Maritime Law Expert Discusses U.S. Strategic Interests as China Pushes Farther into Contested Waters
New York, December 23, 2015—The United States must keep a steady hand on the tiller as China expands its sovereignty claims there by constructing new islands, lighthouses, ports, and military airstrips, unnerving its Asian neighbors, said U.S. naval law expert Retired Commander James Kraska, in a discussion session with students at Columbia Law School.
|Retired Commander James Kraska, an expert on|
U.S. naval law, spoke with Columbia Law School
students on tensions in the South China Sea
between China and its neighbors.
|Professor Matthew Waxman, right, co-chair of Columbia Law School's Roger Hertog Program on Law and National Security and adjunct senior fellow with the Council on Foreign Relations, introduced Kraska and moderated the discussion.|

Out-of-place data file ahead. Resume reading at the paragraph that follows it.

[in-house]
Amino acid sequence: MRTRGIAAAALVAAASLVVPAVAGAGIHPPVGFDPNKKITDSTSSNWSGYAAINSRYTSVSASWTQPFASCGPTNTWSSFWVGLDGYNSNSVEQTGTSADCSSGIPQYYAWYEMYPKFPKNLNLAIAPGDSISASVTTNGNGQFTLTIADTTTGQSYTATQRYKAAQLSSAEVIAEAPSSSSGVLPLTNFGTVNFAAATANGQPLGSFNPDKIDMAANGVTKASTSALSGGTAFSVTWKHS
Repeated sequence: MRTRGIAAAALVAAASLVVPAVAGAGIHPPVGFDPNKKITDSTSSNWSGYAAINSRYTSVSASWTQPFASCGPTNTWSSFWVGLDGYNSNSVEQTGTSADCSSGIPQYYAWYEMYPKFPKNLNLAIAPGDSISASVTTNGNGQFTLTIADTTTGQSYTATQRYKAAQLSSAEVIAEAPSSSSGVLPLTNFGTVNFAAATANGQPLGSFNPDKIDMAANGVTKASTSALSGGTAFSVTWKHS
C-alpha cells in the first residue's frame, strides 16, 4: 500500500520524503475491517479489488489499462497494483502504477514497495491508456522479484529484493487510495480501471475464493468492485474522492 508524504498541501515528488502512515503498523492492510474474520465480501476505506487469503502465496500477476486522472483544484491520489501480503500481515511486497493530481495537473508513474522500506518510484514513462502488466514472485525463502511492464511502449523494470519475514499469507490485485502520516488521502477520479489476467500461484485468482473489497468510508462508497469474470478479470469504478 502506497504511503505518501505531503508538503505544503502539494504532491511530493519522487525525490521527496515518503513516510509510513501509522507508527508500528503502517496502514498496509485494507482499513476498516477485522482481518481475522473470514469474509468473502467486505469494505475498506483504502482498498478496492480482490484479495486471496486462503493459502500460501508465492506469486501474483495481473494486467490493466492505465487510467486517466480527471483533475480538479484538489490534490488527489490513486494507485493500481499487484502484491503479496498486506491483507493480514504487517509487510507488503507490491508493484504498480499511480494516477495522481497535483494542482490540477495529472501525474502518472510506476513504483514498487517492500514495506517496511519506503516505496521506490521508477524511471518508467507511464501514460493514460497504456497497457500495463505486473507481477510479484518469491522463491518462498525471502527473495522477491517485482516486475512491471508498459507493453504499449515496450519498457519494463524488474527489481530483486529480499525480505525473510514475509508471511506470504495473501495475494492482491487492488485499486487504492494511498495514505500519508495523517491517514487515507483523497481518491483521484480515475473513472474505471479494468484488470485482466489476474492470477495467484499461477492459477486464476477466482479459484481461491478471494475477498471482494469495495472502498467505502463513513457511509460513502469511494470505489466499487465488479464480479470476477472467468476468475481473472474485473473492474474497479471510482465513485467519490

|Ryan Santicola '16 LL.M. Jessica Pyle '16 LL.M., |
members of the Navy Judge Advocate General’s Corps (JAG),
are on a 10-month leave to earn their master’s degree in law
as part of the Law School’s Roger Hertog Program on Law and
National Security’s elite JAG Scholars program.
The two Navy JAGs are joined this year at the Law School by officers in the Army, Air Force, and Marine Corps., making this the first time members of all four of the services are enrolled as LL.M. students at the same time.